How do you get your life together?
What does that term even mean?
One thing is clear though:
We all have our own definition of what a “good life” is.
From having a stable career, becoming financially independent, to having meaningful relationships, having your life together looks different for all of us.
In this guide, we’ll tackle what it means to have your life together and the 8 seriously effective life hacks to get you there.
What does it mean to have your life “together”?
According to a 2016 survey, Americans in their 20s to 30s are struggling to find financial stability.
Less than half of 22-26 year-olds manage to pay their rent, health insurance, or retirement account.
But that’s not surprising. The younger generation don’t think “having your life together” means having a house and family by 30.
According to Andrew Plepler of Bank of America:
“Instead, the majority said that adulthood really begins when you’re financially independent – when you can find a job, pay your own bills, cover your own rent and stop relying on mom and dad for financial support.”
But being financially stable isn’t the only thing you need to consider.
Having your sh*t together means more than just being able to pay your bills.
Author Brianna West says:
“It’s easy to think that “getting your sh*t together” means perfecting your coping mechanisms, and that’s because so many people do that so well.
“Truly getting your life together is letting that image shatter. It is the day you decide you are ready for deep healing.”
“It is doing things for how they feel, and not just how they look. Life pulls us all apart in uniquely traumatizing ways, and for a while, most of us stitch ourselves back together using thin veils, semblances of healing.”
The key to having your life together is having “balance.”
You can be the most responsible adult in the world – pay your bills on time, have a house and car by 30, and ample savings in your bank account but still feel miserable.
According to the famous World Happiness Report, having a good work-life balance is now one of the strongest predictors of happiness.
Unfortunately, with our current culture, more than half of Americans are dissatisfied with their work. And you might feel the same. It’s not easy being constrained to a 9 to 5 job every single day of your life. The monotony might prove too much.
Which is why you need to find the perfect balance.
Work gives us purpose. It makes us feel like we are doing something productive.
But too much work is unhealthy.
You also need a life outside of your work. You need to spend time with your loved ones and do the things that make you feel alive.
If you truly want to feel like you have your life together, then you need a good balance of work, passion, experiences, a sense of community, and love. All of these factors give you a feeling of purpose – a feeling of a life well lived.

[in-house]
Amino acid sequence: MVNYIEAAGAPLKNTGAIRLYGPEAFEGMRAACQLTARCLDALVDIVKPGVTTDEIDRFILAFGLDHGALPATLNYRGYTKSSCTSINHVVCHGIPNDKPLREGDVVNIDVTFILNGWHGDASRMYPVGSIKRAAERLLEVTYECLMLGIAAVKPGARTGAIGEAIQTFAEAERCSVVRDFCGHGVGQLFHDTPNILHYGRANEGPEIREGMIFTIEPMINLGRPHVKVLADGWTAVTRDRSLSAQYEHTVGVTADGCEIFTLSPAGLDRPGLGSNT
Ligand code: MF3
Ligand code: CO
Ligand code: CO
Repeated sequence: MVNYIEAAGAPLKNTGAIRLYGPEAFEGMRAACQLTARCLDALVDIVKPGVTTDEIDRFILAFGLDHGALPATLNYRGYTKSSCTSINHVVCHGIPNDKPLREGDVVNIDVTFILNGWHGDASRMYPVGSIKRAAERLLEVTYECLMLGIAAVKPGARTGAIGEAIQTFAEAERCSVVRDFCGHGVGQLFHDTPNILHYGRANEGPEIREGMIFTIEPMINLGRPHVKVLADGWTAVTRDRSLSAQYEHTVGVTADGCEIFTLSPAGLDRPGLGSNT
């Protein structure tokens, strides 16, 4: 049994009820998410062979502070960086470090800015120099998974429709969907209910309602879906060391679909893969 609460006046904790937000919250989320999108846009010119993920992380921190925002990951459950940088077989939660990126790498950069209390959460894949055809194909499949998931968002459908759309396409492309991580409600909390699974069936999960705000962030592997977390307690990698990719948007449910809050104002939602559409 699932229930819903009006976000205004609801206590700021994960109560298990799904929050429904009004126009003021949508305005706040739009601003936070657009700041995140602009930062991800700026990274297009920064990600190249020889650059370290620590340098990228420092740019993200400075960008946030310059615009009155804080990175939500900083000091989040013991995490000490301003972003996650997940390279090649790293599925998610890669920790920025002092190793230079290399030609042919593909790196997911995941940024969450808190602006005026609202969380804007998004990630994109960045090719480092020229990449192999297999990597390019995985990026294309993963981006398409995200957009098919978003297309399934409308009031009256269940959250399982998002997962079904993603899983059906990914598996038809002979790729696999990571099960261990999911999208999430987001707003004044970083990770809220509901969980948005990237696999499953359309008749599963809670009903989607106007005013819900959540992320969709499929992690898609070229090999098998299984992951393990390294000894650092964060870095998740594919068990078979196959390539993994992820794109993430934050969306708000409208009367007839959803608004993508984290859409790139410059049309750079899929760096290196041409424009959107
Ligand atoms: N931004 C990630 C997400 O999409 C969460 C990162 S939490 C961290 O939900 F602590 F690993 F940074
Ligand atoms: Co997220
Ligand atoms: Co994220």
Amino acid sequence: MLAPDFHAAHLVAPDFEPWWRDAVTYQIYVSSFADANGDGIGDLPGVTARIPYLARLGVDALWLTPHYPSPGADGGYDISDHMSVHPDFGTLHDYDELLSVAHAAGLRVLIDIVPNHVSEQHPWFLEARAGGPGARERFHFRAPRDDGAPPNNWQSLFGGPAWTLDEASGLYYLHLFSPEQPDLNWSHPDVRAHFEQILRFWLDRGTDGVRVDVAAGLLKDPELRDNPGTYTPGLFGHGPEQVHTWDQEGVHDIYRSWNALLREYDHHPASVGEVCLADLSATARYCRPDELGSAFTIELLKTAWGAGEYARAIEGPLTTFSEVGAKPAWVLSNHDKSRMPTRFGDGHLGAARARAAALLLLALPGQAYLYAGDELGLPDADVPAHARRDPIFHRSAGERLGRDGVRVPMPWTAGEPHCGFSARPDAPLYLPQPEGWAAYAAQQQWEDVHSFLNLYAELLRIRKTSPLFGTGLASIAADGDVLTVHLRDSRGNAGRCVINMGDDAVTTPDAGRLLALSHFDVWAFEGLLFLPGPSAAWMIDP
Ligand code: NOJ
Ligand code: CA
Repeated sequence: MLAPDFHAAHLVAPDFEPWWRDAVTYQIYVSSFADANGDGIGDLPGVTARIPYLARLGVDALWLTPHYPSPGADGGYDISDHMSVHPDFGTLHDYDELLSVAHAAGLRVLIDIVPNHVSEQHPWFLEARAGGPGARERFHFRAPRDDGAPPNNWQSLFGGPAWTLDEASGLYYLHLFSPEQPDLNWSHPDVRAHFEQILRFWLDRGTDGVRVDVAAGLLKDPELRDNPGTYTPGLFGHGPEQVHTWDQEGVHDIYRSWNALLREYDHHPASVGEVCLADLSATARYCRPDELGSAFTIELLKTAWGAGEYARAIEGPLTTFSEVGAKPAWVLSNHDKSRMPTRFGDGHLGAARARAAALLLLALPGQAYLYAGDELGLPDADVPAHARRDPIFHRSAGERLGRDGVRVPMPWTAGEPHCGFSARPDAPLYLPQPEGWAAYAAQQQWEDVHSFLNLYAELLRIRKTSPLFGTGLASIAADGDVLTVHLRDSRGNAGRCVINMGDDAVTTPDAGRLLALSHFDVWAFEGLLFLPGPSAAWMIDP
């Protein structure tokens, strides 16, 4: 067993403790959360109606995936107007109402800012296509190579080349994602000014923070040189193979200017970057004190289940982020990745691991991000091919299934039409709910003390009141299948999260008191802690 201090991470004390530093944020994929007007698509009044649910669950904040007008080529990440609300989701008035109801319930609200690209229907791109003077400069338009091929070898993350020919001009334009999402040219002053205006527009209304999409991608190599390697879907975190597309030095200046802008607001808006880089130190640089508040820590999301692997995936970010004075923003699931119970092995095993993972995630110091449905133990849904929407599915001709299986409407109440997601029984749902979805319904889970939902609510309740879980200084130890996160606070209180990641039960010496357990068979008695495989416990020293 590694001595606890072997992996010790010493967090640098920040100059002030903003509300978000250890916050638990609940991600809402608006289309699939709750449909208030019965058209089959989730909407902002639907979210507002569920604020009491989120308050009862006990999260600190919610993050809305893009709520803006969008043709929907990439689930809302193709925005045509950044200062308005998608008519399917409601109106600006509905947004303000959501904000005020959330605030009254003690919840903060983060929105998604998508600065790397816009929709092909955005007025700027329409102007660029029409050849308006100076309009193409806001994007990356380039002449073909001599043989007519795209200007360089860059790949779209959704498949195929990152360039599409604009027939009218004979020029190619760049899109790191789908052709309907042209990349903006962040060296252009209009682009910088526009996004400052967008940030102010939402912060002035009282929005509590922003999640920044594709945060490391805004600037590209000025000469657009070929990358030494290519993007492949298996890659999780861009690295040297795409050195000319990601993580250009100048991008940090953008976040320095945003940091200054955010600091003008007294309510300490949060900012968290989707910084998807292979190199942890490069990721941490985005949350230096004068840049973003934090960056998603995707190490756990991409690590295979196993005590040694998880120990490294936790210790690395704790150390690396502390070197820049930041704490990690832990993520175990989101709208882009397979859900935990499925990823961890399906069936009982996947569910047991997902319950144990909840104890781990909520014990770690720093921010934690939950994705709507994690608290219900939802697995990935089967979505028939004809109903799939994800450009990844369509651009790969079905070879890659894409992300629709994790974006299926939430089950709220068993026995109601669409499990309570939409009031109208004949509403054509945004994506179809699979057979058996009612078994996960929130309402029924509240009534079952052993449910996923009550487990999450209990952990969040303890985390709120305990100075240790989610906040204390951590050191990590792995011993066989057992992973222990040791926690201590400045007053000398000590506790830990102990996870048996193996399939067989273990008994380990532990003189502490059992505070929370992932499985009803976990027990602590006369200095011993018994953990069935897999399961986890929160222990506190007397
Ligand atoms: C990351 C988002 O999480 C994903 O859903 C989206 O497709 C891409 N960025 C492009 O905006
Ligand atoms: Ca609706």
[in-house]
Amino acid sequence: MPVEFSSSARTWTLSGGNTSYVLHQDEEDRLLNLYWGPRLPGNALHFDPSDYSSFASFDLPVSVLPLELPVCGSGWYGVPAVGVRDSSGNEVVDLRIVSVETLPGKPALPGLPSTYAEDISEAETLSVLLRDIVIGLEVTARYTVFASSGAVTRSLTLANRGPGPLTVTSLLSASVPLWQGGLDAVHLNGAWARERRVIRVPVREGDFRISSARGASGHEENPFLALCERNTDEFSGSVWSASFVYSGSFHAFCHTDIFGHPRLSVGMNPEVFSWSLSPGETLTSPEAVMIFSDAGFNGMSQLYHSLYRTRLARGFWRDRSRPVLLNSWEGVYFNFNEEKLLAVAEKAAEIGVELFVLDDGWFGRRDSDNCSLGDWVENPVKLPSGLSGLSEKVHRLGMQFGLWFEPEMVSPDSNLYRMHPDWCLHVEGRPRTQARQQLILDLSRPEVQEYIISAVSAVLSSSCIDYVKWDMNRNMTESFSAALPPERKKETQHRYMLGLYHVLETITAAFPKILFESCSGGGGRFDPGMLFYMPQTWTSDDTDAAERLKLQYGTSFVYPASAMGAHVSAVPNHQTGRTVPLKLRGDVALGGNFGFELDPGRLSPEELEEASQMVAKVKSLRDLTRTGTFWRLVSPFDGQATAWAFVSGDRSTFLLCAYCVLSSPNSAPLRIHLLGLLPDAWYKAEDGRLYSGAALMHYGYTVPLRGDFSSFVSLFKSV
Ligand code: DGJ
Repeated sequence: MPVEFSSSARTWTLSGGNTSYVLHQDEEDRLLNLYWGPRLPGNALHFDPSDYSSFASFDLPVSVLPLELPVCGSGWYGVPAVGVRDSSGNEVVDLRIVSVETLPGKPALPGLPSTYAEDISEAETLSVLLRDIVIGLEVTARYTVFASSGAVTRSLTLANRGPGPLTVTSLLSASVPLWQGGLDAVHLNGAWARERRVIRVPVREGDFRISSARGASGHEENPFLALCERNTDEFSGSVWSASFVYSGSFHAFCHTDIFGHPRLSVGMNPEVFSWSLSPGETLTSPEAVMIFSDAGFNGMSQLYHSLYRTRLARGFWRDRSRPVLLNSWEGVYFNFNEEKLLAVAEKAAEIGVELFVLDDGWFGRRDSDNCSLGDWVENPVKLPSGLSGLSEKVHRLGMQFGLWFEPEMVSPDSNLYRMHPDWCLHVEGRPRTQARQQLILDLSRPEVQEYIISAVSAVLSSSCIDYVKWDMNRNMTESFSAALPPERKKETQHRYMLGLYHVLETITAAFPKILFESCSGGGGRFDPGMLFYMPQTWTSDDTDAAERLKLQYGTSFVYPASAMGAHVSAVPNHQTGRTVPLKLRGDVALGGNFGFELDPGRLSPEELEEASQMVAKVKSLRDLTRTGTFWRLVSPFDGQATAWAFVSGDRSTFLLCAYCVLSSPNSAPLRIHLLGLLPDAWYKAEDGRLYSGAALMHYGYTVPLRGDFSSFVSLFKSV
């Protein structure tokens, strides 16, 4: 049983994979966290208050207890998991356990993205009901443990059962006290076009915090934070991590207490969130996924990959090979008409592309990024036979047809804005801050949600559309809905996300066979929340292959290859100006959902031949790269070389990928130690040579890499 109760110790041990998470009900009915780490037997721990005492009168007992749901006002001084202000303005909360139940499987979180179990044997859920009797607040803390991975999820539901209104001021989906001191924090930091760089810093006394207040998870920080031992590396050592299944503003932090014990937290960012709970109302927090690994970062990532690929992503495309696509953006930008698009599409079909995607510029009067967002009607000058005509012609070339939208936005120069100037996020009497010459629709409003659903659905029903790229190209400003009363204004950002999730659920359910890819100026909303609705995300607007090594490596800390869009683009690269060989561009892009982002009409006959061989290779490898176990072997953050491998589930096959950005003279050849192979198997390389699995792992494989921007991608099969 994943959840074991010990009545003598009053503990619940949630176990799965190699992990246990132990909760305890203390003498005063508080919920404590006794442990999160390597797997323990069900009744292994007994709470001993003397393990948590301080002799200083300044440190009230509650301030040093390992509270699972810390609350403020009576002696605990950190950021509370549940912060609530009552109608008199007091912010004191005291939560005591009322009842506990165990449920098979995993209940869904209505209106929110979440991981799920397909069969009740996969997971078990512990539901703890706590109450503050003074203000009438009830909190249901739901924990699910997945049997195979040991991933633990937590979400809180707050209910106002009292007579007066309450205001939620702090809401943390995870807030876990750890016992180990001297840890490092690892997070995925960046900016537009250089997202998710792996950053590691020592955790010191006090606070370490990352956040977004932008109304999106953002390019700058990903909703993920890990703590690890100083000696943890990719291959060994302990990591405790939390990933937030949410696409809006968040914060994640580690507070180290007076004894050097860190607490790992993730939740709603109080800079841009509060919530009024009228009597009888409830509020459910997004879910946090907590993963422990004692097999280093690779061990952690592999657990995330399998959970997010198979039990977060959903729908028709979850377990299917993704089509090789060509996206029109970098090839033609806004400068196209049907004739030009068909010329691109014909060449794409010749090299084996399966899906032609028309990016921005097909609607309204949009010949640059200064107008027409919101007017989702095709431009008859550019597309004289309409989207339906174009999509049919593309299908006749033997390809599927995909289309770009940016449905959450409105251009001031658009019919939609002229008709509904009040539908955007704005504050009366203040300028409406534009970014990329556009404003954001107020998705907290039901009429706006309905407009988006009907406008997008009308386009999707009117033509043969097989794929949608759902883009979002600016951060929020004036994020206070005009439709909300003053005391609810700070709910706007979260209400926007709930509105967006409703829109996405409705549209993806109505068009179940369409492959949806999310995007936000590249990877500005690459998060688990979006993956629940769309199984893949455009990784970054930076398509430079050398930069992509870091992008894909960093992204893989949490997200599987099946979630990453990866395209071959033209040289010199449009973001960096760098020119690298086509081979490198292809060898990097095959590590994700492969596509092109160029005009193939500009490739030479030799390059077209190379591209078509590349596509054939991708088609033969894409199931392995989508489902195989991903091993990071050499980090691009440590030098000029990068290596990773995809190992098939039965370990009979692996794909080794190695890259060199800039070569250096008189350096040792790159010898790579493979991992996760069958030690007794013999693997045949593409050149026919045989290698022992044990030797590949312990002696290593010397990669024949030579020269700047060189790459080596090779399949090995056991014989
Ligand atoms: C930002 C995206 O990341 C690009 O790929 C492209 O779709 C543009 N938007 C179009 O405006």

And the best part?
When you have this constant joy, everything else becomes easier.
Yes, especially getting your life back together.
So now that you understand those important aspects, let’s get you started on how to get your life together. Read ahead for our 8 best life hacks to help you get your life back together.
1. Be proactive.
Why is it important to be proactive in life?
Because if you want something, it’s not just going to magically land on your lap.
Organizational behavior expert Thomas Bateman says:
“Behaving proactively is distinctive and vital because most of what we do is pretty passive, and dictated by past habits and routines, current circumstances and pressures, or biases that support the status quo and keep us on a familiar path.
“Proaction thus differs markedly from our most common behaviors. The more significant the trajectory change that you attempt, and the more substantial and widespread the impact over time, the more proactive your actions.”
Part of having your life together means recognizing you have to pursue your goals in order to achieve anything worthwhile.
2. Set goals
Yes. You’ve heard it before: setting goals is important.
But… setting goals shouldn’t be wishful thinking. Goals are concrete – made from effort and sweat.
Clinical and health psychologist Dr Bob Montgomery says:
“Most people confuse a goal with a target or an outcome. A goal is actually an action plan, which if you follow it through will have a desirable outcome in your life.”
So don’t just list your goals on a piece of paper. Go out there and achieve them.
Most importantly, be realistic.
Dr. Montgomery explains:
“It’s important when you set your goals, or plans, to start out at a realistically challenging level.
“As soon as you’ve got that established, you nudge the standard up a bit, so that your goals are always a bit challenging, but realistic. The more you give yourself experiences of success, the higher your self-efficacy and the more motivated you are to stick to that goal.”